“Good dream?” said Aelvyn. He was considerably more opaque than he had been before, which Anna was grateful for. She had been finding it hard to see him.
“What?” she said, confused and befuddled by sleep, her eyes still gummed together. And she knew - she just knew - that her hair was a complete and utter mess.
“You were smiling, as though you were dreaming something pleasant,” her teacher told her. “Were you?”
“Not exactly,” Anna responded, and proceeded to tell him everything that had happened in her dream. “So you see,” she said when she had finished, “I don’t know what to do. I think the angel - it must have been an angel - was telling me to let other people help me. But help me do what? And who is there that can help, anyway?” Her expression was puzzled, and Aelvyn found himself thinking of his own daughter, more than three hundred years ago, who had sat with that same look on her young, pretty face.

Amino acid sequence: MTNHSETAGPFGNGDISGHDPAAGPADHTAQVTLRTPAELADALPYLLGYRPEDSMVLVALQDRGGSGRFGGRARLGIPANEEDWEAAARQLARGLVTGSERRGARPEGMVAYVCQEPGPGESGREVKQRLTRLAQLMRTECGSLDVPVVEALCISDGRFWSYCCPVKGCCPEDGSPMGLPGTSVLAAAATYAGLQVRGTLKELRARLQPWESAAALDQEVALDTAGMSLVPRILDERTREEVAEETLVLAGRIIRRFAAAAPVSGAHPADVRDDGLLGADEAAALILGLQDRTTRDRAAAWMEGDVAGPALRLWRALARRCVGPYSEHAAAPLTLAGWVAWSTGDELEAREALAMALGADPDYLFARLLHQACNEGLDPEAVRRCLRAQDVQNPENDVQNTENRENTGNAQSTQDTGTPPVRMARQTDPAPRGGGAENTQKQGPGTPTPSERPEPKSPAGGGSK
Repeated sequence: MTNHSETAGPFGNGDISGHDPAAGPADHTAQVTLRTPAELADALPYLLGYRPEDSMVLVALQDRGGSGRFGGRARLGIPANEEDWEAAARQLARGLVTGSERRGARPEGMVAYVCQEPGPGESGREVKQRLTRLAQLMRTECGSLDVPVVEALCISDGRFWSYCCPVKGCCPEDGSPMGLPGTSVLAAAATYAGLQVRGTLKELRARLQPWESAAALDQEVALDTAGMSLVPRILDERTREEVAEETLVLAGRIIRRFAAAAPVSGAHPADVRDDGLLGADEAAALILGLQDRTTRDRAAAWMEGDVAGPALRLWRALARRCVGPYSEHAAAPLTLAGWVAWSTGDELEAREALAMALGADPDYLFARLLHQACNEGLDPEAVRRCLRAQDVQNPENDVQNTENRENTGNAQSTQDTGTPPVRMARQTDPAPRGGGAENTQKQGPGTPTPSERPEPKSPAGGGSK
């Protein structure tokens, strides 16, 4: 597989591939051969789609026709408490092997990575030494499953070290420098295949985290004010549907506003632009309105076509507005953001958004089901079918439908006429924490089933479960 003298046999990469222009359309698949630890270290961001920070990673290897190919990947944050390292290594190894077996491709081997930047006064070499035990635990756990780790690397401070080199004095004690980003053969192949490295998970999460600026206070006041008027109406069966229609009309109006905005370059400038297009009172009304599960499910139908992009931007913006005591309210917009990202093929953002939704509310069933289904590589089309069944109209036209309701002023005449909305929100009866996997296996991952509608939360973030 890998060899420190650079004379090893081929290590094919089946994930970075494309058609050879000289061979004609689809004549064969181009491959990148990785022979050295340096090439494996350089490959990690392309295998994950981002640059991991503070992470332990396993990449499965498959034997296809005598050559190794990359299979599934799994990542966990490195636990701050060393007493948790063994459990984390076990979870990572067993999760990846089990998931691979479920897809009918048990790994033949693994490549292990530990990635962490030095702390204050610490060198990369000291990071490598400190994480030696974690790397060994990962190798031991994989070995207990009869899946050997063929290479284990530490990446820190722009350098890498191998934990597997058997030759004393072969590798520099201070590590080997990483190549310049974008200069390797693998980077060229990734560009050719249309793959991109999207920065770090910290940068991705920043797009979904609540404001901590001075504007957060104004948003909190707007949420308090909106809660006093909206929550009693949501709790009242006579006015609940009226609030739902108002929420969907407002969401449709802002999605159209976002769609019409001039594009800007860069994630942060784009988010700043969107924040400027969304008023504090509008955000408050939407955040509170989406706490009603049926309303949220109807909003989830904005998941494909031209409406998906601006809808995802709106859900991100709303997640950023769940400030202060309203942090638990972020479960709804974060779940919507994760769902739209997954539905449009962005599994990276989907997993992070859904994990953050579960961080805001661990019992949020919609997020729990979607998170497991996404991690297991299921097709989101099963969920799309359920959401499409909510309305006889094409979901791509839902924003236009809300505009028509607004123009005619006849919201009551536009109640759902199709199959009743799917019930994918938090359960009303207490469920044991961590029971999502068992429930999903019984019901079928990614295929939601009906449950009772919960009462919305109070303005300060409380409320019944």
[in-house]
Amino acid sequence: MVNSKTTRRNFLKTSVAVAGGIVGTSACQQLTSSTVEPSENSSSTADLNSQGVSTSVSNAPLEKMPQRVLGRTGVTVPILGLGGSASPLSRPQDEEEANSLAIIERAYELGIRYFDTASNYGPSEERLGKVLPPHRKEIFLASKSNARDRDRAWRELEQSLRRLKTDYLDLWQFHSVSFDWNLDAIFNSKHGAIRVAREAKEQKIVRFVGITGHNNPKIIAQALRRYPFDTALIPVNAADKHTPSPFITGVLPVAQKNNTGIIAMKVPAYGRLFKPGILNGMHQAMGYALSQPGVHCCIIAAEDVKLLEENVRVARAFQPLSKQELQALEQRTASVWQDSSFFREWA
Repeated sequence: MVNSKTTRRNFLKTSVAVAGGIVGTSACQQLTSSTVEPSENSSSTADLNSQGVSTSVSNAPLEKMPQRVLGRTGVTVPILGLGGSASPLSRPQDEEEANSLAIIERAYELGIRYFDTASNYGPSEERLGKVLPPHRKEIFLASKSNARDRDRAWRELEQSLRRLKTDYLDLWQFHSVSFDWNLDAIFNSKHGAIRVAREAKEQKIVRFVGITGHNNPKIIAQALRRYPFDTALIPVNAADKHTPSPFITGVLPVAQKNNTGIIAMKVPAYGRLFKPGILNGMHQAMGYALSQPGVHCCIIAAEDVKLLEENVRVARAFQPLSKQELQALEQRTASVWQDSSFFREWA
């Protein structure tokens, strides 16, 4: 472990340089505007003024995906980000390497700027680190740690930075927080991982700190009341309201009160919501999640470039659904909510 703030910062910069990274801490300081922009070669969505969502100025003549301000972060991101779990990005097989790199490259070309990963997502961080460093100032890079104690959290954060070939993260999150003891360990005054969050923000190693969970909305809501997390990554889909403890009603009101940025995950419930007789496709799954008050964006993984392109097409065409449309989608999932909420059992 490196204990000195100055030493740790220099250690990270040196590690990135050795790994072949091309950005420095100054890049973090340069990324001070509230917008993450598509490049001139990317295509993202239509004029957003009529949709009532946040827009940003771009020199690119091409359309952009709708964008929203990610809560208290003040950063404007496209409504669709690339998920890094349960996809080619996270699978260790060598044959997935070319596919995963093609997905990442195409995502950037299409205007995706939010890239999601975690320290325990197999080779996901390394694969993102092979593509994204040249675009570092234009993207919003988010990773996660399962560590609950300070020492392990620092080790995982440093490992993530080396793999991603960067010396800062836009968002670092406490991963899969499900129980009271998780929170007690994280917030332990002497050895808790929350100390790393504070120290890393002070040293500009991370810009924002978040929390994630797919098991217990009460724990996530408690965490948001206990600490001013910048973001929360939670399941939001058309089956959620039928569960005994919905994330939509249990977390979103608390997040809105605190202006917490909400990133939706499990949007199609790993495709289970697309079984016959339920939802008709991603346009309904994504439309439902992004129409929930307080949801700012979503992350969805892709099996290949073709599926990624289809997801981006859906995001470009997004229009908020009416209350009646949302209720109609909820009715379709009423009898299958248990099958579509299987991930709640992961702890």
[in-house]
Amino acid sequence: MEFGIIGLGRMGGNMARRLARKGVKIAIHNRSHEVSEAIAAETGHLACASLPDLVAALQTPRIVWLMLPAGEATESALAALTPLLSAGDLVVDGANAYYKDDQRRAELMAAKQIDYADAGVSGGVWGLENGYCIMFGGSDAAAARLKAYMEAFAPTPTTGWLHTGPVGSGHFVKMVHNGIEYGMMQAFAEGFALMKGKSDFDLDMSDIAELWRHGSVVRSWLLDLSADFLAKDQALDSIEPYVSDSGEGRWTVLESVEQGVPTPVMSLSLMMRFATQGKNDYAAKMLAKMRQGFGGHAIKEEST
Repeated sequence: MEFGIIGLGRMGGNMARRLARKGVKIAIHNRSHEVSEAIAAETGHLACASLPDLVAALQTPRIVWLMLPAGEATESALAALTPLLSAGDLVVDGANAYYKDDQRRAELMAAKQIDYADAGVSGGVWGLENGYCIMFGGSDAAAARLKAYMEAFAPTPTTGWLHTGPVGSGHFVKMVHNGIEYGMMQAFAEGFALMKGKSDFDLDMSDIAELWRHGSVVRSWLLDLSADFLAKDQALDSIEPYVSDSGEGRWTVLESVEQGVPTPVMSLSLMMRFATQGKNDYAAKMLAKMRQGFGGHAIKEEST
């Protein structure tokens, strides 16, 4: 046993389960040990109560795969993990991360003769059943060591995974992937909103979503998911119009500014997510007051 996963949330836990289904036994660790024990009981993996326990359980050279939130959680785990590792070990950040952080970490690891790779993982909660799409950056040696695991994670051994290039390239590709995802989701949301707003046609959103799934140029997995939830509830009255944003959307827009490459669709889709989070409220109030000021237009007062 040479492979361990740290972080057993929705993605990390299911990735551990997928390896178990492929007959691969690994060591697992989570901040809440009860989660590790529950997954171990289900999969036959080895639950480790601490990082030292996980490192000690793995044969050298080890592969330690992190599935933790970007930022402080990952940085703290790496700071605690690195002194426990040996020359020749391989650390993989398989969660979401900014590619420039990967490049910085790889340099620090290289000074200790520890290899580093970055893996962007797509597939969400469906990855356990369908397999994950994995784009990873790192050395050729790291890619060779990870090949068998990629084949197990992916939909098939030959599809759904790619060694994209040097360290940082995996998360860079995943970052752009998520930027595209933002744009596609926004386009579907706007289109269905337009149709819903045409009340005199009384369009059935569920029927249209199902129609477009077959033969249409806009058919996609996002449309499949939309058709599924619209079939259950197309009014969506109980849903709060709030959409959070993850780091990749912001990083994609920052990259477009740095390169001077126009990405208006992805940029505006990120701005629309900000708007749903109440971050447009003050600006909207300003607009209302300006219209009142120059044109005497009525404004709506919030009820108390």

“Prophetic dreams are a hard thing to understand,” he said softly, sympathising with her. “I cannot pretend to tell you the meaning of this. All I will say is that the meaning will be clear to you, when the time comes. That is how these things work.”
Anna nodded. “I hope so. I really hope so.”
“Now, I believe I was going to teach you to fight?”